As the study showed, the predominate genre among The-Flow’s 50 albums of 2022 was rap, with various subgenres and genric varieties falling within its purview. For example, “trap” (inspired by the Atlanta-based scene), “boy rap” (in Russian patsansky rap) and “hookah rap” (kalyani rap) were featured alongside aesthetic mixtures with pop, reggae (another “Russian” characteristic), and jazz (harkening back to the 2000s with the infusion of R’n’B). Another subgenre that the list showed was “cloud rap,” its main practitioner Pharaoh (alias of Gleb Gebbadyevich Golubin) having effectively established the genre in Russia in the mid-2010s. Other aesthetic subgenres present on the list were drill and garage, two United-Kingdom based genres, whose appearance is connected with the growing network between UK-based and Russian-based rappers.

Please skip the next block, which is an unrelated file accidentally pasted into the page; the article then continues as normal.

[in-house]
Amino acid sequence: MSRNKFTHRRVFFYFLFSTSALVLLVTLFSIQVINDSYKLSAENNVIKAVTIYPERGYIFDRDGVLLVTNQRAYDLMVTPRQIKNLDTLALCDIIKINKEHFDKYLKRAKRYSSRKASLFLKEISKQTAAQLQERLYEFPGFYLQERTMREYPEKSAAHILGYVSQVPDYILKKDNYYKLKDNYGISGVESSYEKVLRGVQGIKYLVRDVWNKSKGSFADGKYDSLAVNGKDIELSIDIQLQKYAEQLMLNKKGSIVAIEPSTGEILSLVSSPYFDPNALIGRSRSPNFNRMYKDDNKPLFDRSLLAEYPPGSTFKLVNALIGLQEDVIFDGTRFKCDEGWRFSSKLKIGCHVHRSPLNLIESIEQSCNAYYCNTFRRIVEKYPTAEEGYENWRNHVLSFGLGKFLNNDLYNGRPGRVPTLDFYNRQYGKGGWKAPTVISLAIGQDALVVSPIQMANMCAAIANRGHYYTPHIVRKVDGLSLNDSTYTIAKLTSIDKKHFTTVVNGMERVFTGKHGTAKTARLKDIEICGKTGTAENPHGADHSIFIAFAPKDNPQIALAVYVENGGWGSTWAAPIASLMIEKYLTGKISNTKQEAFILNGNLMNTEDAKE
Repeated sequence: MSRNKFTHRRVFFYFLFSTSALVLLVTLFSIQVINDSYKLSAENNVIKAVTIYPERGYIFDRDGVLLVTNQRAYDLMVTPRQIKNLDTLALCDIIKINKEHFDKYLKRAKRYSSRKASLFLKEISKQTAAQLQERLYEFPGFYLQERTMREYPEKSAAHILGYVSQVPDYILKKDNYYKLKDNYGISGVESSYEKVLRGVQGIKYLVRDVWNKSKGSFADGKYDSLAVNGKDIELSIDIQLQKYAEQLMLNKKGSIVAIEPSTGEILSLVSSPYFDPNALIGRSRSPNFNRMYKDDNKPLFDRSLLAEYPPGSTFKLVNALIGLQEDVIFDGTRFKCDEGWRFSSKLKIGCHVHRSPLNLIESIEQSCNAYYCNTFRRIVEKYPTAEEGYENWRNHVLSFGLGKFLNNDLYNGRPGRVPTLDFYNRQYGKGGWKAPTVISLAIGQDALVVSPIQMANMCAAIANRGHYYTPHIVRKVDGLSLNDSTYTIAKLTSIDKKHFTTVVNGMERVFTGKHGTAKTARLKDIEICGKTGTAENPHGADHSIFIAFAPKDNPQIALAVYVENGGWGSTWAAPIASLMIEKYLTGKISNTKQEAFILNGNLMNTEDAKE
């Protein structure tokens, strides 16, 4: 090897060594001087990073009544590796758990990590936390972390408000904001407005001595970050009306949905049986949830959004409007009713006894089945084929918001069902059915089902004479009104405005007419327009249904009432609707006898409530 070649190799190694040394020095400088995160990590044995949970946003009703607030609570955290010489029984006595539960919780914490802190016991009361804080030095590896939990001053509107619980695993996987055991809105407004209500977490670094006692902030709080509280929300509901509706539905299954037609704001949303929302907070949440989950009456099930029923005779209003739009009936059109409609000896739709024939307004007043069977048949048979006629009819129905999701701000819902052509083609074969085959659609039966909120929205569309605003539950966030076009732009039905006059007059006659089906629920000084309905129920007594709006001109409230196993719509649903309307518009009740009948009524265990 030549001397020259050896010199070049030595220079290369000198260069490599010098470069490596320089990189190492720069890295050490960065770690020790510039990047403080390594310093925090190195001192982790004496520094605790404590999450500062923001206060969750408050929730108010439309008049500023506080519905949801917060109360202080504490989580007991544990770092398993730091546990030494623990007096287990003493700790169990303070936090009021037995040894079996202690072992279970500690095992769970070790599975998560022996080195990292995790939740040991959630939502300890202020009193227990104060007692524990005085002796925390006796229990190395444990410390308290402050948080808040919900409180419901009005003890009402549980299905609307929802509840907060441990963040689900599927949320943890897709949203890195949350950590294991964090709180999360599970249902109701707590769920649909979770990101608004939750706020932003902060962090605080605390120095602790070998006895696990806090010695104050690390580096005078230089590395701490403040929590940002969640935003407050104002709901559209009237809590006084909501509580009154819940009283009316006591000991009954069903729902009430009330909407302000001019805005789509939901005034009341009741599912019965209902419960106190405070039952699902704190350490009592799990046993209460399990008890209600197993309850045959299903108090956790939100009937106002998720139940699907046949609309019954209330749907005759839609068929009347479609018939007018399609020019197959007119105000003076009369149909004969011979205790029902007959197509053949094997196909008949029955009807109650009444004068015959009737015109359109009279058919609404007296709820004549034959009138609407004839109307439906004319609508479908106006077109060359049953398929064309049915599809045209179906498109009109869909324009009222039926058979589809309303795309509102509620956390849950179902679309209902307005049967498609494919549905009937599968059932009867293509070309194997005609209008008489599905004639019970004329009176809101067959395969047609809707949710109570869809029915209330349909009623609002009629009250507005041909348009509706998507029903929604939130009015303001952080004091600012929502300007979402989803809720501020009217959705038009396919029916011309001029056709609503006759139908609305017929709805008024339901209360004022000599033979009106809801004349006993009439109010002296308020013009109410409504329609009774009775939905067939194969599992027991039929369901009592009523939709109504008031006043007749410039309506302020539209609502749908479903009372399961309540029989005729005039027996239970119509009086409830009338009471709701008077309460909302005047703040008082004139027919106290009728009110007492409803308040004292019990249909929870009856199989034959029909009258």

One album was labeled as “New Rap,” although based on previous research the main aesthetic of post-2010s Russian rap seems to be trap, with heavy influences of electronica, IDM, and rock. The relationship between rock and rap greatly expanded during the mid-late 2010s, and there is speculation that the relationship will only strengthen as time progresses. The study exposed the dominance of the “pop rap” (i.e., rap aesthetics situated to popular treatment), many artists choosing to make their music more accessible to larger populations by reducing the aesthetic barrier-to-entry. By consciously reducing the “gangsta” and grittier elements of the rap aesthetic lexicon, artists can enter new markets and reach wider audiences, although the question of “authenticity” is inversely raised when such changes occur.

One rarity on the list is the Soviet/Russian rock group Aquariam, whose seminality in the Russian rock’s history falls outside this study but has been the focus on concerted research by scholars like Artemy Troitsky[3] and others. One of the lead singers of the group, Boris Grebenshchikov, outside of his participation in the group, has formed a close relationship with Russian rap culture. The cover art for politically-active Russian rapper Oksimiron (Miron Yanovich Fyodorov), was created by Boris, the art causing a stir due to its semiotic ambiguousness.[4]